Agronometrics in Charts: Mexican mango exports to the US increase by 10%

Agronometrics in Charts: Mexican mango exports to the US increase by 10%

Agronometrics in Charts: Mexican mango exports to the US increase by 10%

In this installment of the ‘Agronometrics In Charts’ series, Sarah Ilyas studies the state of the Mexican mango season. Each week the series looks at a different horticultural commodity, focusing on a specific origin or topic visualizing the market factors that are driving change.


Mexico is one of the premier producers of mangoes. Michoacan, Nayarit, Sinaloa, Oaxaca, Chiapas and Jalisco are Mexico’s most prominent mango growing and exporting states. 

The most widely grown varieties in Mexico are the Ataulfo, a small, flat, green-to-yellow mango with a point called a beak at one end; the criollo or petacon, a large, sweet, round, reddish-orange version of the fruit; the Tommy Atkins and the Kent, very large, highly perfumed fruit, sometimes growing nearly to the size of small melons. 

The Association of Mango Exporters of Mexico have forecast an excellent season with about 61 million cartons of mangos going to the U.S market in 2022. That would represent about a 5 percent increase over last year’s volume of 58 million cartons. 

The group is anticipating an extended peak shipping period. Good volume shipments will continue from Mexico through much of the summer. Typically, Mexico starts to run out of fruit in late September.

EMEX estimated that producers from Michoacan will top the charts of U.S. mango exports with more than 14 million cartons this season, followed closely by Nayarit’s close to 13 million cartons and Sinaloa, which could approach 12 million cartons. 

Oaxaca is next with more than 10 million cartons, but then there is a bit of a drop-off. The state of Chiapas, which is one of the earliest producing regions, should check in with close to 5 million cartons, while Jalisco in Central Mexico chips in with about 4.5 million cartons. 

Guerrero (2 million) and Colima (1.2 million) are two other states with significant exports to the United States.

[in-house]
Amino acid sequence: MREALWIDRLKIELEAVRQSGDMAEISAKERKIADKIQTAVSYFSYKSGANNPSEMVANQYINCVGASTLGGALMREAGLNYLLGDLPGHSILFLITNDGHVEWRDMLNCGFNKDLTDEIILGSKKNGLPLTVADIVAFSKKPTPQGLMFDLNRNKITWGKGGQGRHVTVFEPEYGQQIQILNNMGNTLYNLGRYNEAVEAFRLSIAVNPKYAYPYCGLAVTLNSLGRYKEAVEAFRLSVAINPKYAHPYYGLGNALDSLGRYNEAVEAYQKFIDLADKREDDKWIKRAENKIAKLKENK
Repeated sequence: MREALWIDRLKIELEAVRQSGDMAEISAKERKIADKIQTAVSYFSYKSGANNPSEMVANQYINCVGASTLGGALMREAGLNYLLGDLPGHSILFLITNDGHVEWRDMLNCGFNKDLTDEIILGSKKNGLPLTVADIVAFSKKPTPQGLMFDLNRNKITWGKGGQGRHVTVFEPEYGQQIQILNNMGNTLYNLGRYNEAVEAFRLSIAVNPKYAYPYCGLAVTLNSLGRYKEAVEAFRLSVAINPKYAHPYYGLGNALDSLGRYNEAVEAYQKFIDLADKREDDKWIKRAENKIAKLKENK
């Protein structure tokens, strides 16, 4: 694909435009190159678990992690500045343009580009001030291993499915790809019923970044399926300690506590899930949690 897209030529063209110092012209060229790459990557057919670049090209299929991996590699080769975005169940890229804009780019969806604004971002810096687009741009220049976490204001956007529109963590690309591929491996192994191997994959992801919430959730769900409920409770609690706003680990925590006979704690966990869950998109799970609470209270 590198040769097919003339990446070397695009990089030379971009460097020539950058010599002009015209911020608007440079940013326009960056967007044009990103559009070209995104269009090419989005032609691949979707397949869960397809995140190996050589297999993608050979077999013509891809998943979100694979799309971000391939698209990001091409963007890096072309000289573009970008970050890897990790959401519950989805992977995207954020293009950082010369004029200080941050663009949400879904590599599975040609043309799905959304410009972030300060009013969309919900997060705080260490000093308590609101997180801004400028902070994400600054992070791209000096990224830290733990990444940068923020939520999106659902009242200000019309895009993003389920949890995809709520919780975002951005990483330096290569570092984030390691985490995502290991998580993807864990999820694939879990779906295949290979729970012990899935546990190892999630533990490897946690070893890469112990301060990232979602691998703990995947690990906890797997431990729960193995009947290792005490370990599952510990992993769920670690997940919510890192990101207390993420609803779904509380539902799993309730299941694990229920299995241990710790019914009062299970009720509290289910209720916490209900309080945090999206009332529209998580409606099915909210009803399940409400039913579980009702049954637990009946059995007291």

Source: USDA Market News via Agronometrics. (Agronometrics users can view this chart with live updates here)

Source: USDA Market News via Agronometrics.(Agronometrics users can view this chart with live updates here)

Despite it being the end of the season in Michoacán, a time when quality can affect supplies, the quality has remained solid. Pricing, not surprisingly, has been stronger on larger fruit. 

It’s been around $5.50-$6.50 for large fruit. On 10s, pricing has been around $3.50-$4 and $3.50-$3.75 on 12s and has stayed fairly steady. 

Mangos tend to have a self-regulating ceiling. If the variety is right and the size is very large, a retailer can get as much as $1.99 for a conventional piece of fruit, but sales are definitely impacted when the price for a single mango moves above $1. 

Often retailers promote the crop at a price point of multiples for $1, such as two for a dollar or three for a dollar. When f.o.b. price climbs into double-digits, demand typically declines and the price starts moving down.


Source: USDA Market News via Agronometrics. (Agronometrics users can view this chart with live updates here)

In our ‘In Charts’ series, we work to tell some of the stories that are moving the industry. Feel free to take a look at the other articles by clicking here.

All pricing for domestic US produce represents the spot market at Shipping Point (i.e. packing house/climate controlled warehouse, etc.). For imported fruit, the pricing data represents the spot market at Port of Entry.

You can keep track of the markets daily through Agronometrics, a data visualization tool built to help the industry make sense of the huge amounts of data that professionals need to access to make informed decisions. 

If you found the information and the charts from this article useful, feel free to visit us at www.agronometrics.com where you can easily access these same graphs, or explore the other 21 commodities we currently track.

 

 

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